Some Quaint Ceremonies Of Olden Days Regarding Hemp
Let’s look at some quaint ceremonies involving hemp that were practiced in the old countries and brought to America. This first story was printed in 1856 and it relates to the practice of the sowing of hemp seeds to determine one’s future lover.
Kitty returned to find them engaged in this inconsistent amusement, but like a wise damsel she took no note of trifling discrepancies. She on the contrary, proposed that as they were trying Ave games, they should at a later hour, before going to bed, try the famous old one of sowing hemp-seed by moonlight.
“What is it? How do you do it” cried the sisters, and Kitty went on to explain, how that the girl who would look into the future as to her fate, must go by night, alone, and beyond the hearing of her friends, and scattering hemp seed in the moonlight, must say, “Hemp seed I sow. Hemp seed must grow. Whoever will be my true love, come after and mow.” And then looking over her right shoulder, she would see the man she was going to marry, coming after with a great scythe, mowing” the hemp.
Then there is the story written in 1875 of the man who sowed hemp seed and repeated the chants. He got a terrible fright. The next morning he was found passed out among the scattered hemp seed. He said that he had received a warning.
“A warning of death?” he was asked. “No, of marriage” cried uncle Guilford with a groan. “I sowed hemp seed last night, Fred, and I own I expected to see nothing, or else a fine young woman; but my boy, I saw the most fiendish, hideous mirage shaking a hearth-brush at me! I was wide awake on my feet, in my full senses, and there she was! And you know I cant’ help it. It’s fate. Fred. – Fate!”
The custom was practiced in many European countries. This short piece from 1879 informs us…
In Derbyshire, they have a method which it would take a bold heart to perform: The young woman, to find out her future husband, runs round the church at midnight, as the clock strikes 12, repeating:
“I sow hemp seed, hemp seed I sow. He who loves me best come after and me and mow.”
After which her destined partner is believed to follow her.
In 1887 we get a short piece about the practice in England. It says:
The following passage from Gay’s “Pastorals” would seem to indicate that this divination was also practiced by the English peasantry:
At eve last midsummer no sleep I sought,
But to the field a bag of hemp seed I brought;
I scattered round the seed on every side,
And three times in trembling accent, cried:
“This hemp seed with my virgin hand I sow,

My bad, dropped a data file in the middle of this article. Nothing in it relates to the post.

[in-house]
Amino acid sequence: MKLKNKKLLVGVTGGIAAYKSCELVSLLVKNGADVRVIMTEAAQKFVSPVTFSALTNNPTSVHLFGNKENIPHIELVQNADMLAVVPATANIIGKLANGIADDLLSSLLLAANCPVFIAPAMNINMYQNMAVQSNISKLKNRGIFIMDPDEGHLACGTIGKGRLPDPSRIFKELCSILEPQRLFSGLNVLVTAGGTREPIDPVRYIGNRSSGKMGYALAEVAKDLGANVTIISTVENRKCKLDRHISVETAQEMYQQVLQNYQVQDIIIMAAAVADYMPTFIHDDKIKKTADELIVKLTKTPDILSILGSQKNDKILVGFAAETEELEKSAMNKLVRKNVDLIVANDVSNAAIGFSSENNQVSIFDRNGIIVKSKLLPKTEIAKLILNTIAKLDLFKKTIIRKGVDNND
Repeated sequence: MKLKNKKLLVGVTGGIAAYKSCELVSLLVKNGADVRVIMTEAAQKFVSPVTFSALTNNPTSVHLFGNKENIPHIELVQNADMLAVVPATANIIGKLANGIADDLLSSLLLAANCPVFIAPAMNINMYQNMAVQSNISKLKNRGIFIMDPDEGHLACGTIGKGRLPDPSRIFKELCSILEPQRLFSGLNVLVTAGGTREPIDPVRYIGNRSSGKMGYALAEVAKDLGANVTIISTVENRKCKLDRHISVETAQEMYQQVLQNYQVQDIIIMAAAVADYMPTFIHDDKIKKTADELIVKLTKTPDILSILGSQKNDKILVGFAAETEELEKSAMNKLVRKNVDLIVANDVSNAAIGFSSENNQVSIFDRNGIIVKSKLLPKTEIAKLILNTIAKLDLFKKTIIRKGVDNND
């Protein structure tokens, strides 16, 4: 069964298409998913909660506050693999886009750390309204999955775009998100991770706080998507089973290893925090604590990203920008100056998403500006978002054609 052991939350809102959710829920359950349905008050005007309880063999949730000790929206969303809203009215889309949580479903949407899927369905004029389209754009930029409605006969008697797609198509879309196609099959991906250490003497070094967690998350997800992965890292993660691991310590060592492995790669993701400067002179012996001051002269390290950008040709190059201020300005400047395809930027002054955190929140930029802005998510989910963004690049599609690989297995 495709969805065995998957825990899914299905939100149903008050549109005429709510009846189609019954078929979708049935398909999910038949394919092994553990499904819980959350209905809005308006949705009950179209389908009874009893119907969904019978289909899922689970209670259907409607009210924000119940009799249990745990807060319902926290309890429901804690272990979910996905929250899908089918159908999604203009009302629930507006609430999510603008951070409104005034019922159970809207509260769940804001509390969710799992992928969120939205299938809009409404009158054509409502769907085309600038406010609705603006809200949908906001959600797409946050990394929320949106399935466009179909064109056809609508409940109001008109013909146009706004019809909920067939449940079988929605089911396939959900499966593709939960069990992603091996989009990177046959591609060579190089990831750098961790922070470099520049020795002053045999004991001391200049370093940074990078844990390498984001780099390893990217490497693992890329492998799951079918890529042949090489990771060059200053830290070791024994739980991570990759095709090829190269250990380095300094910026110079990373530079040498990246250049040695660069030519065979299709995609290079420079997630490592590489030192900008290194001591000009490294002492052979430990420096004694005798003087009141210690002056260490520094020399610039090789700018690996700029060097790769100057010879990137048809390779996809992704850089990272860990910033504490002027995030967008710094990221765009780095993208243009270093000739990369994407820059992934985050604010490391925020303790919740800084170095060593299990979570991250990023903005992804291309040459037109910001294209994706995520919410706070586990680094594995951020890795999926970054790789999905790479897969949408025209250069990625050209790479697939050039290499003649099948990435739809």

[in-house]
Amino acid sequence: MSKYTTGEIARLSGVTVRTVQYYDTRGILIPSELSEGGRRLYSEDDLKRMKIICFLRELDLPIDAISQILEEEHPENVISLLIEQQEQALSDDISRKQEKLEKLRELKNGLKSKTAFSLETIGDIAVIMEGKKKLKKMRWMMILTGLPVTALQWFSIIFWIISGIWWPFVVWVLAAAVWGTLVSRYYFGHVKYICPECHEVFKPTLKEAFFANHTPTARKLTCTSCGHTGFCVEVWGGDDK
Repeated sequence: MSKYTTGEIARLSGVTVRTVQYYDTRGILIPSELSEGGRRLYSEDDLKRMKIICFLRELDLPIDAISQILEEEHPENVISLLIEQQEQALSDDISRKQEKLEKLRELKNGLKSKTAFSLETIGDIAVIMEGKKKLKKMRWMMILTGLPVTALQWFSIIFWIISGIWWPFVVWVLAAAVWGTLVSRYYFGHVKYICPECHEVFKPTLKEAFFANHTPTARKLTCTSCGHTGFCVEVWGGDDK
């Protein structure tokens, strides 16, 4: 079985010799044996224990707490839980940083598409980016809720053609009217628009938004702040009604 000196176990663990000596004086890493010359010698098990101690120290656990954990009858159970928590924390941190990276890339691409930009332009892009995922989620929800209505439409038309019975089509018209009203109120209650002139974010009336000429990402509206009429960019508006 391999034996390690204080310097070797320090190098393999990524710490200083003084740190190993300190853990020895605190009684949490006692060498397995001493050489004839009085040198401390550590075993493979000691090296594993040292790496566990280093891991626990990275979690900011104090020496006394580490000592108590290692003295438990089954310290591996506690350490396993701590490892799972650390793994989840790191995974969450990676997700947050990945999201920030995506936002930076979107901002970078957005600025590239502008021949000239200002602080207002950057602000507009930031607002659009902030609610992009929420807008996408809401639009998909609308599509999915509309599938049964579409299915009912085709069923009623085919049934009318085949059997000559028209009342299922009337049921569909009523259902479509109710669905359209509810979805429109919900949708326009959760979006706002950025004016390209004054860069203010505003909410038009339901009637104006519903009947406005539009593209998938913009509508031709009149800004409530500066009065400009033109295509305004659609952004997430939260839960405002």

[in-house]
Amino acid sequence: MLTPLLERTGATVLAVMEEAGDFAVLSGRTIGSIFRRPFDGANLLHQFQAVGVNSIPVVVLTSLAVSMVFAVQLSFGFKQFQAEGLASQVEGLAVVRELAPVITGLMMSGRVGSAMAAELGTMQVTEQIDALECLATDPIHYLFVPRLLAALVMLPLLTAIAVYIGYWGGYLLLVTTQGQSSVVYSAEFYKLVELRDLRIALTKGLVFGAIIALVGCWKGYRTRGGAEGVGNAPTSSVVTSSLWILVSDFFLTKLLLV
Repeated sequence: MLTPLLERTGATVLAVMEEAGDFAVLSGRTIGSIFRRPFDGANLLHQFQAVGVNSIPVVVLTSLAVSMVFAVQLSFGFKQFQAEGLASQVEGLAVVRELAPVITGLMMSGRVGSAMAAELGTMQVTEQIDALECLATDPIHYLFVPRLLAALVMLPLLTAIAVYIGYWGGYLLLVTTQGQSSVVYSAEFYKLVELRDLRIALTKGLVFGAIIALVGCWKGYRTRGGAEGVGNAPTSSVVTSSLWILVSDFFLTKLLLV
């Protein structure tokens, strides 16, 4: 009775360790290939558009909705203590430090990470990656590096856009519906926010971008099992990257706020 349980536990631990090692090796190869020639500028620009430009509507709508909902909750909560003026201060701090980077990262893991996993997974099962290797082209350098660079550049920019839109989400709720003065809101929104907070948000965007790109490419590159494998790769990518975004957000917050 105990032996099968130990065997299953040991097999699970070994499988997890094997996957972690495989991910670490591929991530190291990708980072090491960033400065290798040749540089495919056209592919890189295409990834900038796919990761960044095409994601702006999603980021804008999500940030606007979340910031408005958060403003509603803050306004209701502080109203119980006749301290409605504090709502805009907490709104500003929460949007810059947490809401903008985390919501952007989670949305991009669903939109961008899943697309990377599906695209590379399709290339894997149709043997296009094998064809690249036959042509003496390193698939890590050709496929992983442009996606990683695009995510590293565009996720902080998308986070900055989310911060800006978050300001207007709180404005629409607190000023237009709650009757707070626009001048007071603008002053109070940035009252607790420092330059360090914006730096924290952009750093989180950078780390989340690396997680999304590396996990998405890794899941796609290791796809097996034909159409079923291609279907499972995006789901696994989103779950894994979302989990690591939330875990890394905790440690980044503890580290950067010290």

Who shall my true love be the crop shall mow”
Tying the Knot
Hemp could not only foretell who a person was to marry but was also involved in the marriage ceremonies themselves. The phrase to “tie the knot” comes from the practice in many cultures around the world from ancient times until now of holding the hands of the husband and wife and binding them together with a hemp cord or a piece of hemp fabric.
From The Legend of Saint Katherine written around 1225 we have this rough translation into modern English:
As we are fastened & tied together, so the knot is knitted between us two.*
Then there is this gem :
“The uncontrollable nature of the sea has given way to many a nautical lore. It has Long been said amongst sailors that when the yearning for home and the woman you love takes over your soul, you must send her a length of (hemp) rope from your vessel. If she returns that rope tied in a knot than she is you one true love who agrees to your [betrothal] and promises to spend the rest of her life with you upon your return.”
Hemp was involved in many marriage ceremonies around the world. For instance, hemp strands were an integral of Japanese love and marriage. Hemp strands were often hung on trees as charms to bind young lovers. Gifts of hemp were sent as wedding gifts by the man’s family to the prospective bride’s family as a sign that they were accepting the girl and hemp strands were prominently displayed during wedding ceremonies to symbolize faithfulness of the wife. The Japanese priests performing the ceremony wore robes made of hemp.
In certain parts of France the bride would throw hemp seeds over her left shoulder.
“Though the exact origin is unknown, historians primarily believe ancient Egypt started the tradition most like our modern wearing of a wedding band. Archeological discoveries, some dating back more than 3,000 years ago, led them to this conclusion. Imagery on artifacts, such as papyrus scrolls, reveal an ancient culture that exchanged rings braided from reeds and hemp…”
~Les Stark, Hemp Historian and NHA Contributor